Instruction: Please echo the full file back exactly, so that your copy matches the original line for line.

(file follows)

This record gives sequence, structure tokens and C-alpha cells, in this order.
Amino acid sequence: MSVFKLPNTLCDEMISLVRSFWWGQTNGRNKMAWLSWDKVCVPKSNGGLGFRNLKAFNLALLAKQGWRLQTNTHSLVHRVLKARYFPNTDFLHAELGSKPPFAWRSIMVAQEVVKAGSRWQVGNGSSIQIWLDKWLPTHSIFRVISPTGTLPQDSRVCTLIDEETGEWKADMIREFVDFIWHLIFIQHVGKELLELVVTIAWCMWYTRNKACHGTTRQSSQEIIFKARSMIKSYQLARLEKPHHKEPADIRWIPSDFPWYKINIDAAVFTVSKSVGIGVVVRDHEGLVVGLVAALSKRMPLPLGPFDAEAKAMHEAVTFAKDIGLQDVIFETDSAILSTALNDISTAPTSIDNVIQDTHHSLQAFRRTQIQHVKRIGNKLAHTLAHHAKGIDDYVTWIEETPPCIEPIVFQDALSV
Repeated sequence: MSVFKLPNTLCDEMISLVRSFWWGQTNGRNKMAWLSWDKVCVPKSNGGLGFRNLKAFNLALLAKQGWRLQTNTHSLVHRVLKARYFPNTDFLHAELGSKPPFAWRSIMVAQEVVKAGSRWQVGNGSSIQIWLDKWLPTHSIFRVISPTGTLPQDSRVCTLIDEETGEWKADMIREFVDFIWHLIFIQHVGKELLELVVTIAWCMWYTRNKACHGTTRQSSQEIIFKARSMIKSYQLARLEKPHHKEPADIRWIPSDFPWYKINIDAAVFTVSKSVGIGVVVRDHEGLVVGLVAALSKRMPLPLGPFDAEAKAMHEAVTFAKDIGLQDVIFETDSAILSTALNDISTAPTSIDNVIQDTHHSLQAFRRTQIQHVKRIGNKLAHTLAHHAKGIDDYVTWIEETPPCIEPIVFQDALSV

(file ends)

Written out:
This record gives sequence, structure tokens and C-alpha cells, in this order.
Amino acid sequence: MSVFKLPNTLCDEMISLVRSFWWGQTNGRNKMAWLSWDKVCVPKSNGGLGFRNLKAFNLALLAKQGWRLQTNTHSLVHRVLKARYFPNTDFLHAELGSKPPFAWRSIMVAQEVVKAGSRWQVGNGSSIQIWLDKWLPTHSIFRVISPTGTLPQDSRVCTLIDEETGEWKADMIREFVDFIWHLIFIQHVGKELLELVVTIAWCMWYTRNKACHGTTRQSSQEIIFKARSMIKSYQLARLEKPHHKEPADIRWIPSDFPWYKINIDAAVFTVSKSVGIGVVVRDHEGLVVGLVAALSKRMPLPLGPFDAEAKAMHEAVTFAKDIGLQDVIFETDSAILSTALNDISTAPTSIDNVIQDTHHSLQAFRRTQIQHVKRIGNKLAHTLAHHAKGIDDYVTWIEETPPCIEPIVFQDALSV
Repeated sequence: MSVFKLPNTLCDEMISLVRSFWWGQTNGRNKMAWLSWDKVCVPKSNGGLGFRNLKAFNLALLAKQGWRLQTNTHSLVHRVLKARYFPNTDFLHAELGSKPPFAWRSIMVAQEVVKAGSRWQVGNGSSIQIWLDKWLPTHSIFRVISPTGTLPQDSRVCTLIDEETGEWKADMIREFVDFIWHLIFIQHVGKELLELVVTIAWCMWYTRNKACHGTTRQSSQEIIFKARSMIKSYQLARLEKPHHKEPADIRWIPSDFPWYKINIDAAVFTVSKSVGIGVVVRDHEGLVVGLVAALSKRMPLPLGPFDAEAKAMHEAVTFAKDIGLQDVIFETDSAILSTALNDISTAPTSIDNVIQDTHHSLQAFRRTQIQHVKRIGNKLAHTLAHHAKGIDDYVTWIEETPPCIEPIVFQDALSV